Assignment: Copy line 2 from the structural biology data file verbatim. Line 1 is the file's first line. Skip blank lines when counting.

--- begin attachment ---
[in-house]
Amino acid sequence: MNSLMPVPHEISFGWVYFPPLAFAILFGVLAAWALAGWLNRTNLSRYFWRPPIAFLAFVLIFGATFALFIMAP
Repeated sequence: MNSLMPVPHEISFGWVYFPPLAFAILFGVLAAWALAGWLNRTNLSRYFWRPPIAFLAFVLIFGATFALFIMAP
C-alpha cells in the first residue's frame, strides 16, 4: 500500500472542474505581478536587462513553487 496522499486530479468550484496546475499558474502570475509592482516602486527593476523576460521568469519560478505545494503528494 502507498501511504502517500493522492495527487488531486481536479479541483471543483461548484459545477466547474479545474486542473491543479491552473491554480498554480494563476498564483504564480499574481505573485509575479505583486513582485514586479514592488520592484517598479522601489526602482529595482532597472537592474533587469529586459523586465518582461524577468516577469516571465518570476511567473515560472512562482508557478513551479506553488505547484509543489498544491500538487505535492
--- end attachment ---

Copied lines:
Amino acid sequence: MNSLMPVPHEISFGWVYFPPLAFAILFGVLAAWALAGWLNRTNLSRYFWRPPIAFLAFVLIFGATFALFIMAP